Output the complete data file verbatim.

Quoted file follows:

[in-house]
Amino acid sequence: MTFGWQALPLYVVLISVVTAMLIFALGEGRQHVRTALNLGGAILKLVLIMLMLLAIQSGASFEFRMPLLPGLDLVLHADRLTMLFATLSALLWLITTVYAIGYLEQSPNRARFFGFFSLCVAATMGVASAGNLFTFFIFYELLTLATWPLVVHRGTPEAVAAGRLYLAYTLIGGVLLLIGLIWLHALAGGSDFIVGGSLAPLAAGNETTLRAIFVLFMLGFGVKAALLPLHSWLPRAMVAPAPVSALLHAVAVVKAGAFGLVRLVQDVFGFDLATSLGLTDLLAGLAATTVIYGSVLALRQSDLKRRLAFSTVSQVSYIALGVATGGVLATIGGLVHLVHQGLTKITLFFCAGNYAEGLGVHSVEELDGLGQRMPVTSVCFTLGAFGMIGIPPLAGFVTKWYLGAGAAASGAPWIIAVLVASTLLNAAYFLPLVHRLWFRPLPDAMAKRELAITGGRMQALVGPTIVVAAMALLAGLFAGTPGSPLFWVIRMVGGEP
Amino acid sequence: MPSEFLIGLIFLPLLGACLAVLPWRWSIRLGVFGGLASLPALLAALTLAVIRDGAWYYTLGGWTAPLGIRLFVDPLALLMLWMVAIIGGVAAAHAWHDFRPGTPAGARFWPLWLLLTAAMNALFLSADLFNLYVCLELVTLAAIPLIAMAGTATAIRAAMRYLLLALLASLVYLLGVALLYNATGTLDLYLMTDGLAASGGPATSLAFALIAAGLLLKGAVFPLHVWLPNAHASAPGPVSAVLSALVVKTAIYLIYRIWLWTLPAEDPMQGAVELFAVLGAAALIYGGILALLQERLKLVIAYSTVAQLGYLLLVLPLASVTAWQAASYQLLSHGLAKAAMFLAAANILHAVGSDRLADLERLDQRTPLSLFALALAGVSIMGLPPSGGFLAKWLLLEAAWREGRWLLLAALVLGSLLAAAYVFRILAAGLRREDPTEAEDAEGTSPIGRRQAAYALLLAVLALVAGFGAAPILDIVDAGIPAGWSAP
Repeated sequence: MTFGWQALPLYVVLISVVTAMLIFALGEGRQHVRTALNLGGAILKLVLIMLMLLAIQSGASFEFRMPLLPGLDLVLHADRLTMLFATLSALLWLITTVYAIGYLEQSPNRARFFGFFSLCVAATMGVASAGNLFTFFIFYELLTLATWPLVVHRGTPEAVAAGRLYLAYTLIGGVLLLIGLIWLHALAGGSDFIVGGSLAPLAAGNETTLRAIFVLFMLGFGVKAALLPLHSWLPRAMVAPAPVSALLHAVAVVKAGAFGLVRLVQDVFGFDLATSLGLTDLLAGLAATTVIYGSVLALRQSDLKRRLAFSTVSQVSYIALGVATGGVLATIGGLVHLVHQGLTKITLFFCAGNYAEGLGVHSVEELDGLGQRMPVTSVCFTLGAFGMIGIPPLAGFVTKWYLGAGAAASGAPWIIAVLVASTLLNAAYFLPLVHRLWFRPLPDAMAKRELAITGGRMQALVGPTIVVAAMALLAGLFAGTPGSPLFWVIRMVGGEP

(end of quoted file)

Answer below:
[in-house]
Amino acid sequence: MTFGWQALPLYVVLISVVTAMLIFALGEGRQHVRTALNLGGAILKLVLIMLMLLAIQSGASFEFRMPLLPGLDLVLHADRLTMLFATLSALLWLITTVYAIGYLEQSPNRARFFGFFSLCVAATMGVASAGNLFTFFIFYELLTLATWPLVVHRGTPEAVAAGRLYLAYTLIGGVLLLIGLIWLHALAGGSDFIVGGSLAPLAAGNETTLRAIFVLFMLGFGVKAALLPLHSWLPRAMVAPAPVSALLHAVAVVKAGAFGLVRLVQDVFGFDLATSLGLTDLLAGLAATTVIYGSVLALRQSDLKRRLAFSTVSQVSYIALGVATGGVLATIGGLVHLVHQGLTKITLFFCAGNYAEGLGVHSVEELDGLGQRMPVTSVCFTLGAFGMIGIPPLAGFVTKWYLGAGAAASGAPWIIAVLVASTLLNAAYFLPLVHRLWFRPLPDAMAKRELAITGGRMQALVGPTIVVAAMALLAGLFAGTPGSPLFWVIRMVGGEP
Amino acid sequence: MPSEFLIGLIFLPLLGACLAVLPWRWSIRLGVFGGLASLPALLAALTLAVIRDGAWYYTLGGWTAPLGIRLFVDPLALLMLWMVAIIGGVAAAHAWHDFRPGTPAGARFWPLWLLLTAAMNALFLSADLFNLYVCLELVTLAAIPLIAMAGTATAIRAAMRYLLLALLASLVYLLGVALLYNATGTLDLYLMTDGLAASGGPATSLAFALIAAGLLLKGAVFPLHVWLPNAHASAPGPVSAVLSALVVKTAIYLIYRIWLWTLPAEDPMQGAVELFAVLGAAALIYGGILALLQERLKLVIAYSTVAQLGYLLLVLPLASVTAWQAASYQLLSHGLAKAAMFLAAANILHAVGSDRLADLERLDQRTPLSLFALALAGVSIMGLPPSGGFLAKWLLLEAAWREGRWLLLAALVLGSLLAAAYVFRILAAGLRREDPTEAEDAEGTSPIGRRQAAYALLLAVLALVAGFGAAPILDIVDAGIPAGWSAP
Repeated sequence: MTFGWQALPLYVVLISVVTAMLIFALGEGRQHVRTALNLGGAILKLVLIMLMLLAIQSGASFEFRMPLLPGLDLVLHADRLTMLFATLSALLWLITTVYAIGYLEQSPNRARFFGFFSLCVAATMGVASAGNLFTFFIFYELLTLATWPLVVHRGTPEAVAAGRLYLAYTLIGGVLLLIGLIWLHALAGGSDFIVGGSLAPLAAGNETTLRAIFVLFMLGFGVKAALLPLHSWLPRAMVAPAPVSALLHAVAVVKAGAFGLVRLVQDVFGFDLATSLGLTDLLAGLAATTVIYGSVLALRQSDLKRRLAFSTVSQVSYIALGVATGGVLATIGGLVHLVHQGLTKITLFFCAGNYAEGLGVHSVEELDGLGQRMPVTSVCFTLGAFGMIGIPPLAGFVTKWYLGAGAAASGAPWIIAVLVASTLLNAAYFLPLVHRLWFRPLPDAMAKRELAITGGRMQALVGPTIVVAAMALLAGLFAGTPGSPLFWVIRMVGGEP